Nice sign! I too find it hard to realize and reflect on the difference between my “calculating self” and my “central self”. It’s hard sometimes to separate yourself, emotions, background, etc. from a situation! It’s true, we as teachers forget that we may be, in your words, “squishing” our students instead of empowering them. I like how Zander suggested that we need to ask ourselves who we are being that they are not performing to their full potential. I try to do that when I ask my students how I can help them make the best artwork possible. What tools can I give you? What examples? What techniques? I am often surprised and delighted at their responses, and it gives me satisfaction to know how I can help. I think the important thing here is that we are aware of our two selves, and continually reflect on how we can do better. Everyone is human and our nature seems to be that we will continually navigate to our calculating self, but if we are innovative and motivated, letting life “go” and reminding ourselves of rule #6, we can prevail in any situation, even if its negative.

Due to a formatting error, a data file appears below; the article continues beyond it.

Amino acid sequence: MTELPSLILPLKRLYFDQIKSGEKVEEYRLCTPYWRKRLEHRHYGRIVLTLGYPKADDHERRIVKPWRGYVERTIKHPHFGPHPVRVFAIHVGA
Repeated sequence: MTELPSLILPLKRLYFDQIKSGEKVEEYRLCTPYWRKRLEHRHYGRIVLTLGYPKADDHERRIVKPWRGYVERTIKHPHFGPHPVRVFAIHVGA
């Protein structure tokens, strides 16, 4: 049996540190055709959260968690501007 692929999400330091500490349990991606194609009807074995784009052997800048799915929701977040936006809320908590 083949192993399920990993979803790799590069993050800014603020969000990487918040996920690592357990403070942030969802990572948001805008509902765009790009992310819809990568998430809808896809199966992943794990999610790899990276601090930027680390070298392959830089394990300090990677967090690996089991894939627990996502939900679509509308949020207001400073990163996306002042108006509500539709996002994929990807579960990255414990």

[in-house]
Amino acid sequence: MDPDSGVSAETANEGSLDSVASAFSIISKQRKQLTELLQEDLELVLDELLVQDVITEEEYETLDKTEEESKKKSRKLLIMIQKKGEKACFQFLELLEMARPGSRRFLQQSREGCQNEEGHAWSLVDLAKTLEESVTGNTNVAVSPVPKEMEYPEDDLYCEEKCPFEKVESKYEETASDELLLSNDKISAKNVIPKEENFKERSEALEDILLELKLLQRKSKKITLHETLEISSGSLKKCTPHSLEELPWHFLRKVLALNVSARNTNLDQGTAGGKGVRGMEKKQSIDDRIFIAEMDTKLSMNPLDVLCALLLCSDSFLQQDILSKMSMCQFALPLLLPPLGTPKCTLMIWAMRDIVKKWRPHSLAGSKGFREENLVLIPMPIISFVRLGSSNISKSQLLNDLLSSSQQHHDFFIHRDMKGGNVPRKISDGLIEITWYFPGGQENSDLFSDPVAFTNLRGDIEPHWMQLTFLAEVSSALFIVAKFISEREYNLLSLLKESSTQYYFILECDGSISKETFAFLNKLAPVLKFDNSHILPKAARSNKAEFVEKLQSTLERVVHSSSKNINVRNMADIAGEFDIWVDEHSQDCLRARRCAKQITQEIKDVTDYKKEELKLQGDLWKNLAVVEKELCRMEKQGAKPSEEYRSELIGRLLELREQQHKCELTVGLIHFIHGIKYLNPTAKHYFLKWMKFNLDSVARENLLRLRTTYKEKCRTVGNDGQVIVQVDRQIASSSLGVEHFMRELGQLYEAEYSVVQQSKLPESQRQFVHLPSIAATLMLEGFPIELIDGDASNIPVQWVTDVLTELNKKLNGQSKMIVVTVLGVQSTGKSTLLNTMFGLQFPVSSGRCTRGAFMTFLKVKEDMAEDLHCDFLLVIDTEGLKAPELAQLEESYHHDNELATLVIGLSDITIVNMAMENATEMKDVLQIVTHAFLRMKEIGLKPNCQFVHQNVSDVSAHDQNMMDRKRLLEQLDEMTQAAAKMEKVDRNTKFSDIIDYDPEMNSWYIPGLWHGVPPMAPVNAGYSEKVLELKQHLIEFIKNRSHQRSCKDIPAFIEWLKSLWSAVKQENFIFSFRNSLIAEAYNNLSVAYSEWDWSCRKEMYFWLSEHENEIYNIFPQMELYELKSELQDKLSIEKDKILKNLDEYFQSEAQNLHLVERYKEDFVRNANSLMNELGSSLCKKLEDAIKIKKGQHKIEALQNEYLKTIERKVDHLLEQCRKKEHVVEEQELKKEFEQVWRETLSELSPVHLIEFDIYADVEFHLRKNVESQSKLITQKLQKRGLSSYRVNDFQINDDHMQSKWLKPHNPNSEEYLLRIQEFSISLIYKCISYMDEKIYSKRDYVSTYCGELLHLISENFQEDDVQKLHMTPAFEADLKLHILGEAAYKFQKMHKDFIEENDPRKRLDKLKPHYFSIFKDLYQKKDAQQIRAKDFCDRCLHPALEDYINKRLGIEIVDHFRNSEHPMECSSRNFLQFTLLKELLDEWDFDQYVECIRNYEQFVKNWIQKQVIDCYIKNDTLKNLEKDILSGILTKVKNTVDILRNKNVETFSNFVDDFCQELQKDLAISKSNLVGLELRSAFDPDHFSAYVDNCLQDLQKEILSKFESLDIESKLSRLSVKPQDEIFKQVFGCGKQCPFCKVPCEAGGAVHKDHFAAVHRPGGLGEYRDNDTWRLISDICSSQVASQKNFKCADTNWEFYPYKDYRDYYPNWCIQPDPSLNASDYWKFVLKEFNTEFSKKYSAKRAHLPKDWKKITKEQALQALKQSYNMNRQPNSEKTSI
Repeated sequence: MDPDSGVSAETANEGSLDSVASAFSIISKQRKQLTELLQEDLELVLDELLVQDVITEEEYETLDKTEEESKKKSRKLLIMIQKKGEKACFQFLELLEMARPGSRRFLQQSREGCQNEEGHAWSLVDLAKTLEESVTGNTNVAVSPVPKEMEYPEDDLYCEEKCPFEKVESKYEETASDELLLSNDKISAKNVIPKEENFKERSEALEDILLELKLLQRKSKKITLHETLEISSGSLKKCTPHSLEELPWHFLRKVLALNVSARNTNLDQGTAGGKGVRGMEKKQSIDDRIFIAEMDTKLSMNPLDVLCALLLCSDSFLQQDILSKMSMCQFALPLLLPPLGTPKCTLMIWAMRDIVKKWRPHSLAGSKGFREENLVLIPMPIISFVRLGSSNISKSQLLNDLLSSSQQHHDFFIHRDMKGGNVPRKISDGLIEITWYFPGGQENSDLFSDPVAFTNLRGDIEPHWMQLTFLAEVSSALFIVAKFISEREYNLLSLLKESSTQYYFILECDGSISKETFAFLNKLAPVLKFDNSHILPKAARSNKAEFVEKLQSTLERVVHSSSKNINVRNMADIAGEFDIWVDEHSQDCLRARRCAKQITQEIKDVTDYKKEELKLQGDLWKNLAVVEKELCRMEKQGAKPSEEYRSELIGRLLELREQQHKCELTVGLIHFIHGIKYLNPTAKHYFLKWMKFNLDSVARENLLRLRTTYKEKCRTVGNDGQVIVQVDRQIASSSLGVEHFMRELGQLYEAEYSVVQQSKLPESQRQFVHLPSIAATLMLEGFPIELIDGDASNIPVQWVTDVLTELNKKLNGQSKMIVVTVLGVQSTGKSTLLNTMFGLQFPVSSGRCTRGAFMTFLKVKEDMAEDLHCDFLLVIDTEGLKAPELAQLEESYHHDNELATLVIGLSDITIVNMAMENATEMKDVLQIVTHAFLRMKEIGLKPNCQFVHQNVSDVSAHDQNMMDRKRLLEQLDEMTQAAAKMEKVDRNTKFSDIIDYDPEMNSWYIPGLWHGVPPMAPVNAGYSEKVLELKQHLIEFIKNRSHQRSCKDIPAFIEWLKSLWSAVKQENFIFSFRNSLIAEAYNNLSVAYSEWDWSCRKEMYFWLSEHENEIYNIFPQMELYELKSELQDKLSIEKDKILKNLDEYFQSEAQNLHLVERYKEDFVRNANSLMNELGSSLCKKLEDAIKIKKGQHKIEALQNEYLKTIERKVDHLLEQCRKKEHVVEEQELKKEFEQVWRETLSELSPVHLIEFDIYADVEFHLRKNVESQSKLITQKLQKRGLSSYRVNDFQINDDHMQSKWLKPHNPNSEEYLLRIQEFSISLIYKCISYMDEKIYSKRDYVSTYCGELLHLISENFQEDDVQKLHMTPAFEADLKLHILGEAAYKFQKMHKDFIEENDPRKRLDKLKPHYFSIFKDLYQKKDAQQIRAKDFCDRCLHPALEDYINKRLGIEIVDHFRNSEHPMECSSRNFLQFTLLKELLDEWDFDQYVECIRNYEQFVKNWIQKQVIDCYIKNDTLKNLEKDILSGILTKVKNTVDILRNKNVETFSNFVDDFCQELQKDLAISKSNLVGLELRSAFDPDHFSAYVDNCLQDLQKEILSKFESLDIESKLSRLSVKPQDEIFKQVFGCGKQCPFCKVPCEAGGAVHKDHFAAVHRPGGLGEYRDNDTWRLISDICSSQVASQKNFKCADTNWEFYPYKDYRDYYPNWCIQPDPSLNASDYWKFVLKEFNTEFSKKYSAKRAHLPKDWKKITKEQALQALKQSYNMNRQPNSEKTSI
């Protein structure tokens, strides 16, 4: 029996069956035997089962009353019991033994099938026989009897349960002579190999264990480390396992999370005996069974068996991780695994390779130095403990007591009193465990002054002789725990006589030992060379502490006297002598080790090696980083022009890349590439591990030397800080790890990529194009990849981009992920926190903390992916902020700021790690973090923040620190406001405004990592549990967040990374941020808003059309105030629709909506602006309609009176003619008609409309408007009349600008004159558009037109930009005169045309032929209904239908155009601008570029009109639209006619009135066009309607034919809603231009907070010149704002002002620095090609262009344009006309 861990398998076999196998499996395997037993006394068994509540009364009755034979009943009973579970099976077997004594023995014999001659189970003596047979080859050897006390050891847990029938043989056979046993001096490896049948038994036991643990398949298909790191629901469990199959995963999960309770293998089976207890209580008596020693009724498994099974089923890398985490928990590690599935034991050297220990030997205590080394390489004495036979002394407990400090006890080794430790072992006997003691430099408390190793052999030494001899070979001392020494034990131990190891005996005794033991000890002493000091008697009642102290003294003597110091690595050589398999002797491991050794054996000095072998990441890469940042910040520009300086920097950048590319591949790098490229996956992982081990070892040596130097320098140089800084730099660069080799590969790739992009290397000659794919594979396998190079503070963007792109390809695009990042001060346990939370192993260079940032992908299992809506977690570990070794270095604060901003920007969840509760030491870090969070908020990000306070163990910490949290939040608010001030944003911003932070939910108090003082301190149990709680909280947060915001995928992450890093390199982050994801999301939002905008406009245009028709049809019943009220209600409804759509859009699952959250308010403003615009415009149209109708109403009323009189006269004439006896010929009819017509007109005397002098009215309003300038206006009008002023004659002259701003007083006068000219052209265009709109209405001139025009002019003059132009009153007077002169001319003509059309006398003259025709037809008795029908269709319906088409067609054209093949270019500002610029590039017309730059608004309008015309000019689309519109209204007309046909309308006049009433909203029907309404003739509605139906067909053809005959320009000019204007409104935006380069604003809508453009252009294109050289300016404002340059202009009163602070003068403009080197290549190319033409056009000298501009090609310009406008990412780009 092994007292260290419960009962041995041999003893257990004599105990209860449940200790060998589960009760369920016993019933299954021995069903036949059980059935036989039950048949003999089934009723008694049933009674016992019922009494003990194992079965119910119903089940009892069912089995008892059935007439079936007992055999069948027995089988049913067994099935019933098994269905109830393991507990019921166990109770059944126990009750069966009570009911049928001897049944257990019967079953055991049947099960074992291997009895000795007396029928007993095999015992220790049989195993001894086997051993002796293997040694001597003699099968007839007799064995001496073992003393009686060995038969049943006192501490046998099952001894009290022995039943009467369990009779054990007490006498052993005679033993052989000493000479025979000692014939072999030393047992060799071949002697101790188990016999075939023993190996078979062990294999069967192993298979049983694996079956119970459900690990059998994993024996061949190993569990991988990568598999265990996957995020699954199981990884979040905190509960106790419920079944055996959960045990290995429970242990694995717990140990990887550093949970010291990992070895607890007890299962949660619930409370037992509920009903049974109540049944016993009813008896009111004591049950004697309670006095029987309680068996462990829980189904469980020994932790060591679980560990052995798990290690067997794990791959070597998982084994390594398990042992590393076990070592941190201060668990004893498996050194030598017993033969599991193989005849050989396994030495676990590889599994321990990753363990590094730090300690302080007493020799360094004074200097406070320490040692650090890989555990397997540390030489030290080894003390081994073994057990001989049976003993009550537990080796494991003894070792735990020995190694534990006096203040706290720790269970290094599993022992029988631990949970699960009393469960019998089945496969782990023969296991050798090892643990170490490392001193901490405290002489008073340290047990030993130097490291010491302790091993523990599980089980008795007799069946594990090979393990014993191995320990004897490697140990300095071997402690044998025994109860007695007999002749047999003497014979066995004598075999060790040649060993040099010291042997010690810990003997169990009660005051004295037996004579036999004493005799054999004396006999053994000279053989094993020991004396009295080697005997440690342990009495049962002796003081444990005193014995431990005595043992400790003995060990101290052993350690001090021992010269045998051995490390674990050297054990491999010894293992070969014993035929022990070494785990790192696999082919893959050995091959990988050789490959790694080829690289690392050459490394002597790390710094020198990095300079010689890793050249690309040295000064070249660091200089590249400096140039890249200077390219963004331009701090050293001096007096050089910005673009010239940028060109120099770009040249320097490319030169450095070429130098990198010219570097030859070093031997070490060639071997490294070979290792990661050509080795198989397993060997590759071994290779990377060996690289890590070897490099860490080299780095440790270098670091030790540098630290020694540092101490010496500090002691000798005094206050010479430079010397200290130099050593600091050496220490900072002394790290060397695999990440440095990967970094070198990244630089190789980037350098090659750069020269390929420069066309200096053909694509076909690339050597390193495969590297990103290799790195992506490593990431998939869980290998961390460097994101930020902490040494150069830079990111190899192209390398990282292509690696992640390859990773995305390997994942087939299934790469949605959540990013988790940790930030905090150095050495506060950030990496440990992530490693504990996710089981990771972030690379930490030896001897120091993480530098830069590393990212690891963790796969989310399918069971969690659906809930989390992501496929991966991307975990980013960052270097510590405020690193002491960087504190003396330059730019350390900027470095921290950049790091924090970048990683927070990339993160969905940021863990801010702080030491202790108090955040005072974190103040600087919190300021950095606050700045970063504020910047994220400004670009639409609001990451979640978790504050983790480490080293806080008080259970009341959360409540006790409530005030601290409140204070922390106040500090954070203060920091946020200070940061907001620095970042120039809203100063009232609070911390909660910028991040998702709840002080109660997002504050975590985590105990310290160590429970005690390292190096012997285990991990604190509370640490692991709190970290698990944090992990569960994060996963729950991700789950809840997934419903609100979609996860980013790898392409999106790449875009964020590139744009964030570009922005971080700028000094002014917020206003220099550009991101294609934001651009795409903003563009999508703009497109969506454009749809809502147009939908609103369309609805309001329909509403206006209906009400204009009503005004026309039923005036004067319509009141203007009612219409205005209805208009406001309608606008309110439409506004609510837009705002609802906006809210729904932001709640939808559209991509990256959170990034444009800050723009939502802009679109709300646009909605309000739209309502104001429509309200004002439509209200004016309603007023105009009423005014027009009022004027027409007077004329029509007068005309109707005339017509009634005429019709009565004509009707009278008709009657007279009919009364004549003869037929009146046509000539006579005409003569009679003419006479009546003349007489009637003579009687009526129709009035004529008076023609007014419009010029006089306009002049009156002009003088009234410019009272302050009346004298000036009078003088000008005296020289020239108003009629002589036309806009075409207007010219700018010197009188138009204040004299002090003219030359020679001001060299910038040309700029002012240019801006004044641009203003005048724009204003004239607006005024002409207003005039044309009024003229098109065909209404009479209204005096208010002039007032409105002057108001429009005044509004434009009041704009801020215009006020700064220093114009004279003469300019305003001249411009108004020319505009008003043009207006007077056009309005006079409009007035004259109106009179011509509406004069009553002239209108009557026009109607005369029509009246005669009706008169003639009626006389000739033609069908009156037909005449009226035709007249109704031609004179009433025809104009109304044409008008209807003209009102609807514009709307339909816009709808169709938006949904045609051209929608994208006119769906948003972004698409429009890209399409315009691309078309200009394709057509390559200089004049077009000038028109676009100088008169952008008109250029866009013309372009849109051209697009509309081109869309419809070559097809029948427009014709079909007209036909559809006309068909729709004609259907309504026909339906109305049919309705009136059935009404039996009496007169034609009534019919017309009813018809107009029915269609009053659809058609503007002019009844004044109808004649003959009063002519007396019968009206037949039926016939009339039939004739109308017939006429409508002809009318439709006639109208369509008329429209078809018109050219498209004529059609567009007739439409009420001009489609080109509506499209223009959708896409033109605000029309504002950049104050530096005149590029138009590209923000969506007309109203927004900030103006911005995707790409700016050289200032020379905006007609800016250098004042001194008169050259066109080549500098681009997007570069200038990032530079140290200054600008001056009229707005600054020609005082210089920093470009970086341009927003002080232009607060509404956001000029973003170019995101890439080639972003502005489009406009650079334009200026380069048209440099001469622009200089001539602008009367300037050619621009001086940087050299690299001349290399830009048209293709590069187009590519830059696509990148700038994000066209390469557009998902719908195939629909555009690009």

Saturday, May 21, 2011
Week 3 Reading Peer Response: Peter Binskin
The more I read the book the Art of Possibility by Rosamund and Ben Zander (2000) the more I love it. It’s been a comforting read as well as quite entertaining. Thank goodness for a book that makes me want to read it to see what the next chapter is going to reveal.
For me the major highlight from these four chapters (5-8) was the Rule number 6 focus in chapter 6. Even though I have a tendency to joke around to alleviate tense situations it’s usually a cover-up for the stress I’m bringing into the situation. I tend to think very much using my calculating self even though I think I am using my central self. It would be nice, some time, to actually have the presence of mind that Roz Zander portrays in this book to break things down and find a different, more positive collaborative way to get through a problem. I have now created a little sign of my own for every time I feel myself taking things too seriously.
Another thing I took away from these chapters was the idea of leading from any chair. It really came across as an empowerment piece and I was wondering how often as a teacher I squish students like the overbearing conductor just to get through the day. On Sundays I play guitar at church and afterwards I mentor a few teenagers in their playing. It’s funny how I can be the sort of person Ben Zander talks about, not being judgmental or desirous of credit as the boys get better in their playing, but supportive of them personally as they see themselves through their playing. Maybe I relax more with music than with core subjects.